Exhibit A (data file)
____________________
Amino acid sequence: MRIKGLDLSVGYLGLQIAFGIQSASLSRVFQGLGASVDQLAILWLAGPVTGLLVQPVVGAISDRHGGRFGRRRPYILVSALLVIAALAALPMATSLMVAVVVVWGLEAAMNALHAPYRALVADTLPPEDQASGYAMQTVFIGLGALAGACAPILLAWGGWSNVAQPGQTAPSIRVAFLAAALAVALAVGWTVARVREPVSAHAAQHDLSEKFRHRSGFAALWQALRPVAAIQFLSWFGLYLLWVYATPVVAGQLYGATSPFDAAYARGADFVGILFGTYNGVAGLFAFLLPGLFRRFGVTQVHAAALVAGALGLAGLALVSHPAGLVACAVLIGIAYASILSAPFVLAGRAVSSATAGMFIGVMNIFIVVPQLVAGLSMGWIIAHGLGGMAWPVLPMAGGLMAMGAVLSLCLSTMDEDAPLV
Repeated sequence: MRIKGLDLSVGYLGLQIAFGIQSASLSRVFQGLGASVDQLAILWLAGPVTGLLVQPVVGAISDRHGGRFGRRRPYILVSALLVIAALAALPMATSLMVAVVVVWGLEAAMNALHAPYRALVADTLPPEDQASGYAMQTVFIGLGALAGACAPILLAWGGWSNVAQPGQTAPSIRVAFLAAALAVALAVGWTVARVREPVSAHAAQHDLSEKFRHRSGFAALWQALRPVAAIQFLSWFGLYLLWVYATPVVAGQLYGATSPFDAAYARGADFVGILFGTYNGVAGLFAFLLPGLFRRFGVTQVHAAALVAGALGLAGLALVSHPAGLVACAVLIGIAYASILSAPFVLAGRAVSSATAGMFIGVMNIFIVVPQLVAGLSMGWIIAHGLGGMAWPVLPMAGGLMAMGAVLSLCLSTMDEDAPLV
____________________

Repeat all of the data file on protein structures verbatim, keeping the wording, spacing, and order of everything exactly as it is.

Amino acid sequence: MRIKGLDLSVGYLGLQIAFGIQSASLSRVFQGLGASVDQLAILWLAGPVTGLLVQPVVGAISDRHGGRFGRRRPYILVSALLVIAALAALPMATSLMVAVVVVWGLEAAMNALHAPYRALVADTLPPEDQASGYAMQTVFIGLGALAGACAPILLAWGGWSNVAQPGQTAPSIRVAFLAAALAVALAVGWTVARVREPVSAHAAQHDLSEKFRHRSGFAALWQALRPVAAIQFLSWFGLYLLWVYATPVVAGQLYGATSPFDAAYARGADFVGILFGTYNGVAGLFAFLLPGLFRRFGVTQVHAAALVAGALGLAGLALVSHPAGLVACAVLIGIAYASILSAPFVLAGRAVSSATAGMFIGVMNIFIVVPQLVAGLSMGWIIAHGLGGMAWPVLPMAGGLMAMGAVLSLCLSTMDEDAPLV
Repeated sequence: MRIKGLDLSVGYLGLQIAFGIQSASLSRVFQGLGASVDQLAILWLAGPVTGLLVQPVVGAISDRHGGRFGRRRPYILVSALLVIAALAALPMATSLMVAVVVVWGLEAAMNALHAPYRALVADTLPPEDQASGYAMQTVFIGLGALAGACAPILLAWGGWSNVAQPGQTAPSIRVAFLAAALAVALAVGWTVARVREPVSAHAAQHDLSEKFRHRSGFAALWQALRPVAAIQFLSWFGLYLLWVYATPVVAGQLYGATSPFDAAYARGADFVGILFGTYNGVAGLFAFLLPGLFRRFGVTQVHAAALVAGALGLAGLALVSHPAGLVACAVLIGIAYASILSAPFVLAGRAVSSATAGMFIGVMNIFIVVPQLVAGLSMGWIIAHGLGGMAWPVLPMAGGLMAMGAVLSLCLSTMDEDAPLV